• Even with all these options (including DaaS), you still need to consider the image management and application update procedures.  This is not part of any of the major VDI brokering solutions. Managed Services Providers like Entisys360 can be leveraged to provide this service.

Workload deployment options

  • On-premises only – This is the original deployment model for VDI and requires you to have the virtual infrastructure to support the peak utilization based on your use case rather than for average utilization.
  • Cloud hosted only– Deploying desktops in the public cloud allows for consumption based pricing (i.e. pay for only what you need) which is optimal for seasonal workloads or large fluctuations in usage hour-to-hour or month-to-month.  Potential limitations include:
    • Security concerns based on type of data being access
    • Latency issues as the workload is cloud hosted but data/backend application remains on-premises
  • Hybrid – This workload deployment option allows you to run the workload in the optimal location whether it be on-premises, public cloud provider or both.  The optimal location could be business related (e.g. seasonal workloads, not having a data center in a specific location, CAPEX vs OPEX, use case) or technical related (e.g. avoid application performance issues due to latency of running desktops and data in different data centers, supporting a specific OS, data security concerns).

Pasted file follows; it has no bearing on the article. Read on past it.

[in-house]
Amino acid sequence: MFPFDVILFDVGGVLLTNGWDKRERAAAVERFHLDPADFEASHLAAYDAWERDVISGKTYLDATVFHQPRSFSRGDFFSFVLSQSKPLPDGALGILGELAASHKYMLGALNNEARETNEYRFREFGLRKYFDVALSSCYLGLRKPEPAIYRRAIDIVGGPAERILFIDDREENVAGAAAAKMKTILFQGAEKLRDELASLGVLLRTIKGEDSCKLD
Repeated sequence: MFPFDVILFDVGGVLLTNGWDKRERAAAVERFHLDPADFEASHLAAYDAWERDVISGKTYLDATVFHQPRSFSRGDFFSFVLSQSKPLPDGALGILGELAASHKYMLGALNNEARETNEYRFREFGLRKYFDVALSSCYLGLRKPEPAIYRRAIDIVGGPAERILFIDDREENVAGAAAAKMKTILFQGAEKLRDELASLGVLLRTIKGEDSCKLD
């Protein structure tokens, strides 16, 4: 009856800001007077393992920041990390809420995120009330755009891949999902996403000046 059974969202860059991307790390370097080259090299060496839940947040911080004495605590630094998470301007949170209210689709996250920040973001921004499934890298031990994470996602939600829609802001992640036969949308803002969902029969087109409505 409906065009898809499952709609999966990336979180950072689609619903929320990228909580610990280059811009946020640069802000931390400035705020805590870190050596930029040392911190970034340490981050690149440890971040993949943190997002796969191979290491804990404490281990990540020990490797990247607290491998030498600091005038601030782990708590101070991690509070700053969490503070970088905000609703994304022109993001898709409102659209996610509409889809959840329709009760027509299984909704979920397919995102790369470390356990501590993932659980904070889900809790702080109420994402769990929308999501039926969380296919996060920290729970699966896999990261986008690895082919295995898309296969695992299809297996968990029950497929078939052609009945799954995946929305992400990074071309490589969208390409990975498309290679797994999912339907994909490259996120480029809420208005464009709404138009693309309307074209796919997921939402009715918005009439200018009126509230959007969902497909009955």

Entisys360 ProTip: We recently wrote a blog on Critical Questions that Can Make or Break Your Cloud Hosted Virtual Desktop Deployment that reviews questions you should be thinking about when deciding to locate your workloads.

Windows OS Support

We are not going into detail here since there are so many different options. The important things to understand are:

Linux OS Support

Linux OS support has even more complexity when it comes to support by the VDI brokering solutions than Windows Operating Systems. There are typically very specific builds supported and often there are limitations in a feature so visit the appropriate vendors support page for Linux for more details.

Workload locations

Entisys360 ProTip: GPUs are becoming more common place in VDI deployments to deliver an equivalent experience to a modern desktop. GPUs increase the per user/desktop price but result in a much better user experience for users leveraging multimedia apps, HTML5 web sites and Office apps.  GPUs are required for use cases where users are leveraging CAD/CAM/GIS applications Siemens PLM/Solidworks, Dassault CATIA, and AutoDesk Inventor/Revit to name a few.  For workloads being deployed in the cloud, GPU enabled instances can be very expensive.